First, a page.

13. A method of precisely controlling the position of a dynamically moveable member, comprising the steps of:
providing first and second sensor signals in the form of first and second periodic trigonometric functions, respectively, each representative of the incremental position of the member within a fixed interval of distance;
providing a third sensor signal representative of a reference position of the member;
counting the number of cycles of the first sensor signal in response to the three sensor signals;
combining the counted number of cycles of the first sensor signal with a quantity representing the fixed interval of distance to form a coarse position signal;
combining the first and second sensor signals to form a third trigonometric function;
converting the third trigonometric function to an angle representative of the incremental position of the member within the fixed interval of distance;
combining the angle with a quantity representing the fixed interval of distance to form a fine position signal;
combining the coarse and fine digital position signals to form a composite position signal representing the absolute position of the member; and
controlling the position of the member as a function of the difference between the composite position signal and a command position signal.
14. A method of precisely controlling the position of a dynamically moveable member, comprising the steps of:
providing first and second sensor signals in the form of the sine and cosine, respectively, of an angle representative of the incremental position of the member within a fixed interval of distance;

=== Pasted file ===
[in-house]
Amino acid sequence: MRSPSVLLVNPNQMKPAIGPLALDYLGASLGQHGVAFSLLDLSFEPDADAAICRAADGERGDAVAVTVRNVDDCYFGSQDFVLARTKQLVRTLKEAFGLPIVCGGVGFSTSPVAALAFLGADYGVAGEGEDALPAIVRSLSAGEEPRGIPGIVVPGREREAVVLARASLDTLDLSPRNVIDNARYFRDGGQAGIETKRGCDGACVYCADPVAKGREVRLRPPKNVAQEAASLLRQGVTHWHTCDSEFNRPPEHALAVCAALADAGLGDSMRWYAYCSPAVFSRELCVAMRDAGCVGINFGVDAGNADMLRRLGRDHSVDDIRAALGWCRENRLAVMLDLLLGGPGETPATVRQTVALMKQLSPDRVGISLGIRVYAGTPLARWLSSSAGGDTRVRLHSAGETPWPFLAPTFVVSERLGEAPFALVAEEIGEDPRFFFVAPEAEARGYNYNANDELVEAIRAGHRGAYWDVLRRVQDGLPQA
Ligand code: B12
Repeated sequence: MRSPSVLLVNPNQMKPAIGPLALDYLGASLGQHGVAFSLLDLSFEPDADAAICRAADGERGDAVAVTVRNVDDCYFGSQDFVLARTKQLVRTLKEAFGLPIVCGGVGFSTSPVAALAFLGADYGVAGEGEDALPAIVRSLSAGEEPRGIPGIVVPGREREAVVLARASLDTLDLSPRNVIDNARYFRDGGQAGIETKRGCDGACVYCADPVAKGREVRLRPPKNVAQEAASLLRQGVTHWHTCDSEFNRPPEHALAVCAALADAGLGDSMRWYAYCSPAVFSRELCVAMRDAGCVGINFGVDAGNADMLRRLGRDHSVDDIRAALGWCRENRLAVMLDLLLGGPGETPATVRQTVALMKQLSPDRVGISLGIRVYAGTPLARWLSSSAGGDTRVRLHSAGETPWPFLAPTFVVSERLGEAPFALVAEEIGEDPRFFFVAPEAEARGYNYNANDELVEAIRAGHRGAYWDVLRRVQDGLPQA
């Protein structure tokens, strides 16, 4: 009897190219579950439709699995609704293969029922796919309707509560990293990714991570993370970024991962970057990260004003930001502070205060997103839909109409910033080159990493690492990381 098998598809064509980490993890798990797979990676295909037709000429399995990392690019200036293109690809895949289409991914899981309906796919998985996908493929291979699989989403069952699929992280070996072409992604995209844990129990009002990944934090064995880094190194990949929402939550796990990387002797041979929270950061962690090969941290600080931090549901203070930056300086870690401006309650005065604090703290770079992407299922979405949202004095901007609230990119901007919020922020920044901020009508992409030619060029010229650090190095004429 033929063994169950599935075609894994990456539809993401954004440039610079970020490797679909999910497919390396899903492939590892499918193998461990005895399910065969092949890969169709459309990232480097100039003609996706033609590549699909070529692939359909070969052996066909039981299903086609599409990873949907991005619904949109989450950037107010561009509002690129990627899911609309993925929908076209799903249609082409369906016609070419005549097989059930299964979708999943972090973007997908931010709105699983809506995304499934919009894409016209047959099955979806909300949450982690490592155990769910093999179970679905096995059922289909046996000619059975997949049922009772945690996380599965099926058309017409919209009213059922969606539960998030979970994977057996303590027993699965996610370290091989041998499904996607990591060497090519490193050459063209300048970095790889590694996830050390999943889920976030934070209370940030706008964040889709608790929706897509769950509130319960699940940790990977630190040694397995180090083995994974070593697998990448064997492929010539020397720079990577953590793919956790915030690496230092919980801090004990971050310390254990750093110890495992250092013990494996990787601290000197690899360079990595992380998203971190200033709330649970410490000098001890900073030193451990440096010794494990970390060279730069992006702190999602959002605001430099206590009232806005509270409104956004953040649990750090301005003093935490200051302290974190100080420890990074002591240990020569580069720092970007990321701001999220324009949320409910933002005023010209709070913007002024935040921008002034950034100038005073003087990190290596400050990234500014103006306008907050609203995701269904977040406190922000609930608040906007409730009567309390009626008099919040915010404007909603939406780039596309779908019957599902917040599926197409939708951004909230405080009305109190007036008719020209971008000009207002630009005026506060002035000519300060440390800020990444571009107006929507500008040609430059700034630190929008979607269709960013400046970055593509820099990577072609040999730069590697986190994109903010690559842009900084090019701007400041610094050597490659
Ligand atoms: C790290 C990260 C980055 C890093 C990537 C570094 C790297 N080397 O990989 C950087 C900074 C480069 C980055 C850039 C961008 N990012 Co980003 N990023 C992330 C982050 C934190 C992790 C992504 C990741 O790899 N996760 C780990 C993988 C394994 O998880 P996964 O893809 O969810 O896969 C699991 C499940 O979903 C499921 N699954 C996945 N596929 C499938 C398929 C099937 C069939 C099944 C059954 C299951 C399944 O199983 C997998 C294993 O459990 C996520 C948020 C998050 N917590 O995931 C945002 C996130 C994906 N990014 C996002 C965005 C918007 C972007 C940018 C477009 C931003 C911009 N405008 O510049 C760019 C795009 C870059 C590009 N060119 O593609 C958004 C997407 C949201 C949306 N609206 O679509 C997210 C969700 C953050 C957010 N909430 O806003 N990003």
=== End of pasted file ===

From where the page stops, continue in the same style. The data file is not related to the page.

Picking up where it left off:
providing a third sensor signal representative of a reference position of the member;
counting the number of cycles of the first sensor signal in response to the three sensor signals;
combining the counted number of cycles of the first sensor signal with a quantity representing the fixed interval of distance to form a coarse position signal;
combining the first and second signals to form the tangent of the angle;
converting the tangent of the angle to the angle representative of the incremental position of the member within the fixed interval of distance;
combining the angle with a quantity representing the fixed interval of distance to form a fine position signal;
combining the coarse and fine digital position signals to form a composite position signal representing the absolute position of the member; and
controlling the position of the member as a function of the difference between the composite position signal and a command position signal.
15. The method of claim 14 in which the step of counting the number of cycles of the first sensor signal further includes the steps of: